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Saturday, Oct. 25, 2014

Sikeston's historic homes featured in new brochure

Sunday, January 6, 2008

(Photo)
Vanice and Betty Johns plant a shrub in the lawn of their 1917 home. The home is one of the 24 which are included in the Historic Homes Walking and Driving Tour
SIKESTON -- Often tourists, as well as those who live in or around Sikeston, drive through the historic streets to look at the homes built in the late 19th and early 20th centuries.

And now, through a cooperative effort of several groups and individuals, a brochure with locations and history of those homes was developed to share those stories with locals, as well as attract more tourism to the downtown area.

"The initial response has been 'I've always wondered about that home,' or 'I never knew that information,'" said Linda Lowes, director of governmental services for the City of Sikeston. She is also a member of the Historic Midtown Development Group and on the Sikeston-Miner Convention and Visitors Bureau Board. Those groups, as well as historians, homeowners, the city, Board of Municipal Utilities and state of Missouri worked to made the brochures a reality.

"We wanted to create a tourist attraction and to share some of the history of downtown Sikeston," said Kathy Medley at the Sikeston Department of Economic Development, a major contributor in the completion of the brochure.

The brochures can be found at several downtown businesses as well as the Sikeston Area Chamber of Commerce office, Sikeston-Miner CVB and the Depot. They feature 24 homes and 14 landmarks, in addition to some historical facts about Sikeston.

(Photo)
A map of the homes
"It's a good brochure for an overall condensed version of Sikeston's history," said Mandy Pratt, executive director of the Historic Midtown Development Group.

The selected homes are on a designated route, so it can be a walking/driving tour. Also combined with the cooperative marketing grant the CVB received to pay for the brochures is an additional Missouri Department of Transportation Enhancement Grant, which will provide for period lighting, landscaping, seating, the removal of asphalt and other changes to the area.

Mark Hensley, chairman of the committee that created the brochures, said he hopes this is only the first phase.

"We have a lot of beautiful old homes in Sikeston," he said. In fact, he owns one of the homes on the tour. "We have a lot to show and a lot to offer and we want people to enjoy it."

The committee selected homes built circa 1920 and for significant historic value, said Medley. The homeowners were then asked to make their home part of the tour -- which doesn't involve opening their home to the public. Those taking the tour are to stay on the street or sidewalk.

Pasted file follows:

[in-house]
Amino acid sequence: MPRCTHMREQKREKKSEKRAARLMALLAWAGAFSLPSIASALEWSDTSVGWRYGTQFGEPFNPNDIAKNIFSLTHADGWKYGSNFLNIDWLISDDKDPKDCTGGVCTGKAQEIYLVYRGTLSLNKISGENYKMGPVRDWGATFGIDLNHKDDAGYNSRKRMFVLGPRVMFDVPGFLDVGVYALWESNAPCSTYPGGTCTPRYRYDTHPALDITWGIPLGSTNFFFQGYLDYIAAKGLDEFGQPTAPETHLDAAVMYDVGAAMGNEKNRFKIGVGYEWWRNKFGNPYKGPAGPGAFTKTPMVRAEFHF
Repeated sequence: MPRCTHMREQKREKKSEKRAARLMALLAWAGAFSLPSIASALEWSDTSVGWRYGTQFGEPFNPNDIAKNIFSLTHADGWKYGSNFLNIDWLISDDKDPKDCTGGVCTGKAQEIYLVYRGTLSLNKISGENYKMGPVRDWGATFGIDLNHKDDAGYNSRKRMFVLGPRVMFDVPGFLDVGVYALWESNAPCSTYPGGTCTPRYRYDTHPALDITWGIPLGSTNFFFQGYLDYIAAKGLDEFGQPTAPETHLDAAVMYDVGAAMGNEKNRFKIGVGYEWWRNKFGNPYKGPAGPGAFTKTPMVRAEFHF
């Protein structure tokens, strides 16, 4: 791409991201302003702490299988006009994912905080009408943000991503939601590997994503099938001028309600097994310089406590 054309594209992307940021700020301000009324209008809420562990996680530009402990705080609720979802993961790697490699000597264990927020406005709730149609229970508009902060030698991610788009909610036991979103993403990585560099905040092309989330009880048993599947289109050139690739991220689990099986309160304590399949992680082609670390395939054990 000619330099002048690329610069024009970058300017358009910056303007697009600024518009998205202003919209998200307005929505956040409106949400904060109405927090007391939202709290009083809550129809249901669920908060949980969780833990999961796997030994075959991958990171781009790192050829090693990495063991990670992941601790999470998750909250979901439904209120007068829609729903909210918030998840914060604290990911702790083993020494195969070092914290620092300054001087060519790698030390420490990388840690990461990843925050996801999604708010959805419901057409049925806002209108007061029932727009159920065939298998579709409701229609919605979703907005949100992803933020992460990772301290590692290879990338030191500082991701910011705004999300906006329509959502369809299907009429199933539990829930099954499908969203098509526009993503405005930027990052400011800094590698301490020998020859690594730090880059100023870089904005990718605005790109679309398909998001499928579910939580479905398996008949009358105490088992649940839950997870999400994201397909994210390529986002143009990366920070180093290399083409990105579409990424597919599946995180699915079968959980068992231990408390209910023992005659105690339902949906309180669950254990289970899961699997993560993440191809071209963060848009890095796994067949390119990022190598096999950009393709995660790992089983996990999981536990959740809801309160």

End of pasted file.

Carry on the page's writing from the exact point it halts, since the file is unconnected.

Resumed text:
Most of the homeowners agreed to have their property part of the tour. Hensley said for him, it was a matter of home ownership pride. "It's an honor and a privilege, I feel, to have my home on this tour," he said.

Betty Johns, whose home is also on the tour, was part of the committee, and serves as president of the Depot Board of Directors. She said the brochure is something the town has needed for awhile.

"We had already started having calls down at the Depot even before they did the brochures," she said. Volunteers often directed tourists to those areas, but the brochures are a better tool.

"It's more meaningful if you have a brochure in front of you and you know a little history behind it," Johns said. "This was a catalyst for people to come in, get a brochure, and drive around."

Lowes agreed, saying the idea was suggested about five years ago. "But we never had a funding mechanism and the information," she said. "This would never have happened if we hadn't had local historians and home owners to help make it happen."

Judy Bowman and Marilyn Grant were integral in compiling the information, several committee members said.

Lowes said that when people do stay the night in Sikeston, they are often looking for activities such as this to do in the afternoon and evenings.

She and Pratt also noted that Sikeston is in a good locale for day trips, and the tour is a perfect fit for that interest -- and several people do drive to small towns looking for this type of activity.

"We find that a majority of our visitors are coming within a two-hour driving range," said Lowes. "And as a community, we need to promote that and recognize that as a source of economic development."

Under the terms of the state funding, 75 percent of the brochures have to be distributed outside a 50 mile radius of Sikeston. A distributing company is working to spread them in St. Louis, and several have been mailed to visitors centers around the state. Lowes also said that, if requested, staff will mail out the brochures.

And although a big portion of the brochures are aimed at other towns, local interest is also encouraged. "We go past these houses all the time but we don't really know much about them or pay much attention to them," said Pratt.

"We did learn a lot," said Medley. "It was so interesting to hear the history of the homes and the people who lived there."